Solar Flame "ten times the size of anyone in our sun" is spotted on the tiny star



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The astronomers detected a vast solar eruption, ten times more potent than anything our sun could produce, bursting from a small cold star the size of Jupiter.

The tiny star is the smallest ever seen emitting a rare "superflare" of white light, researchers say.

The dwarf star is so small that it sits right on the border between being a star and a brown dwarf – and was too weak for the telescopes to detect.

Then researchers at the University of Warwick spotted the massive eruption in their chromosphere in an optical survey of the surrounding stars.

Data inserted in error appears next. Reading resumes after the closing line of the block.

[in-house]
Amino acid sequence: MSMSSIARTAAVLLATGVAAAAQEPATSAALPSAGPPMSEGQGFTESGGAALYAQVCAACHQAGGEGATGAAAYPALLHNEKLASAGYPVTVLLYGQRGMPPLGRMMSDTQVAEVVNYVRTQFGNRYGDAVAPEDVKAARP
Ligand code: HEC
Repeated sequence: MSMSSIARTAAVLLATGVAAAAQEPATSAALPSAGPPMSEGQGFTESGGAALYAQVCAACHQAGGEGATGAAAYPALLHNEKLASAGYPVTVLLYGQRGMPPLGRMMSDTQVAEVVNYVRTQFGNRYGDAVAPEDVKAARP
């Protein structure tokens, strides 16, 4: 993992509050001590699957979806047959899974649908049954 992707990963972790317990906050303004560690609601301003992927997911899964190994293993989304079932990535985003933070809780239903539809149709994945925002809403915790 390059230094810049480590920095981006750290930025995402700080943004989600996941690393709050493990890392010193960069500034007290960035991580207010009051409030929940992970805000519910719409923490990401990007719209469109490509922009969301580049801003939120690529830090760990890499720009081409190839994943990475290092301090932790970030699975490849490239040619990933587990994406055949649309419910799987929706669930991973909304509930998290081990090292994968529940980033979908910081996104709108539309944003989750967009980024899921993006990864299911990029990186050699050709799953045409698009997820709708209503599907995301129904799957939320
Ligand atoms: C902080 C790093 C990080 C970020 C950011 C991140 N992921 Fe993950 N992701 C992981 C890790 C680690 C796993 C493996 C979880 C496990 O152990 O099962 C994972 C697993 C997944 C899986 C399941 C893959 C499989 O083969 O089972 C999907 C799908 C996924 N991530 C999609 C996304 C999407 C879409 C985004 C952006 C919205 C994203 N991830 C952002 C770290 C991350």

Lead author James Jackman, a PhD student in the Department of Physics at the University of Warwick, said: "The activity of low-mass stars decreases as you go to lower and lower masses and wait for the chromosphere ( a region of the star that supports flames) to get colder or weaker.

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"The fact that we have observed this incredibly low mass star, where the chromosphere must be at its weakest point, but we have a flash of white light, shows that strong magnetic activity can still persist to that level."

"It's right on the borderline between being a star and a brown dwarf, a very low mass, substellar object, any smaller mass and definitely would be a brown dwarf." By pushing that limit, we can see if these types of flares are limited to stars and if so, when this activity is interrupted? This result takes us a long way to answer those questions.

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